Elan seeks better future in acting


Actors Engaged—Christopher Barajas performs as Petruccio in East Los Angeles College Theater’s spring production of “The Taming of the Shrew” alongside Arthur Armenta as Grumio.

By Miguel Barragan

Christopher Barajas, a student actor at East Los Angeles College, is striving to become a professional.

He was recently accepted into the Kingsmen Shakespeare Company, a professional theater company. He auditioned on Skype and was scared the internet connection would cut out.

The theater company cast Barajas in two productions, “The Merry Wives of Windsor” and “Richard II.”

The company has not yet disclosed which roles he will play.

He was also a finalist at the Kennedy Center American College Theater Festival.

Barajas grew up in Ramona Gardens projects in Boyle Heights.

He said that living there helped shape his outlook on life.

“Money is a huge challenge. My car would be fixed with money,” Barajas said.

Barajas said he experienced living around drug abuse, gangbanging, violence and other unhealthy situations.

He said that his experience being scared he’ll get robbed or hurt by someone while walking home, without a car, makes him appreciate life.

Barajas was part of the Recruit Training Command, a program of the military that prepares people for the army for six years.

This taught him discipline.

However, he decided not to join the military.

He also said being homeless with his father for a few months gave him discipline.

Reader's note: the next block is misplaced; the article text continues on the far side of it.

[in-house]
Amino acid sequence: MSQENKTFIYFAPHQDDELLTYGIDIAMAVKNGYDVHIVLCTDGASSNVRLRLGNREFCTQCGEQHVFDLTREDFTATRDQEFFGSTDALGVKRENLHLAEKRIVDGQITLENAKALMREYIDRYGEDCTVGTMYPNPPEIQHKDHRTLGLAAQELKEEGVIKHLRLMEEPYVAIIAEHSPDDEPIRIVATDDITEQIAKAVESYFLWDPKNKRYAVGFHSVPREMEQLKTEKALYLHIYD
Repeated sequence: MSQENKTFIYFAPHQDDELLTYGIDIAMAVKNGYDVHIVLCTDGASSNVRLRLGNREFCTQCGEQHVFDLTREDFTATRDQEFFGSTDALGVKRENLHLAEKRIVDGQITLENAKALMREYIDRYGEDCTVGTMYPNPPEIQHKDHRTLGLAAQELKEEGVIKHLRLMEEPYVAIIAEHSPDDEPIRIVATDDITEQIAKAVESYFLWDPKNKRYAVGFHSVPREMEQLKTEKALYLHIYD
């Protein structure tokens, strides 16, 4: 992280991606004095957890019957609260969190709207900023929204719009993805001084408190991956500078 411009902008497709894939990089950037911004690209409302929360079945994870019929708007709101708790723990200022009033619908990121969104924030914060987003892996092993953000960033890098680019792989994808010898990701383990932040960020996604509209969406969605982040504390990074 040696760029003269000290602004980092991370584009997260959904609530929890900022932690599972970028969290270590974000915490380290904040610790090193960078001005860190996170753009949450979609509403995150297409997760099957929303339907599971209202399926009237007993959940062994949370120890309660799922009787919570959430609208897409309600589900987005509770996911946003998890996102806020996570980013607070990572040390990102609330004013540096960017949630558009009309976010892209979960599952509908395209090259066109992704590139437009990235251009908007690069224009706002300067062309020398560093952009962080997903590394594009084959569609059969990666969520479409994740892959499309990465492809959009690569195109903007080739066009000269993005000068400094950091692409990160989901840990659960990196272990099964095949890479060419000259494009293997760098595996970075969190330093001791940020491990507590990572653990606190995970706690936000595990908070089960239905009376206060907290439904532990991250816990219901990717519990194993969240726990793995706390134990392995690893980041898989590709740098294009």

Barajas was inspired to do theater about three years ago, after someone from the theater department spontaneously asked him to read the lines of a military character for a particular play.

He said he’s been hooked ever since then.

Barajas said he does theater for others, rather than himself.

He said plays can help people get through life.

He also said he’s planning on working with adjunct faculty and theater professor James Buglewicz to bring theater to the Boys and Girls Club in May.

“I do it for people. I like to see them happy. Hopefully, they learn and are entertained,” Barajas said.

“When you only do things for yourself, you crash.”

“I don’t want to die one day knowing I died doing something I didn’t love, rather than doing something I did love,” Barajas said.

Barajas is planning on transferring to whichever school gives him a full ride.

His top schools are The Juilliard School and California State University Fullerton.

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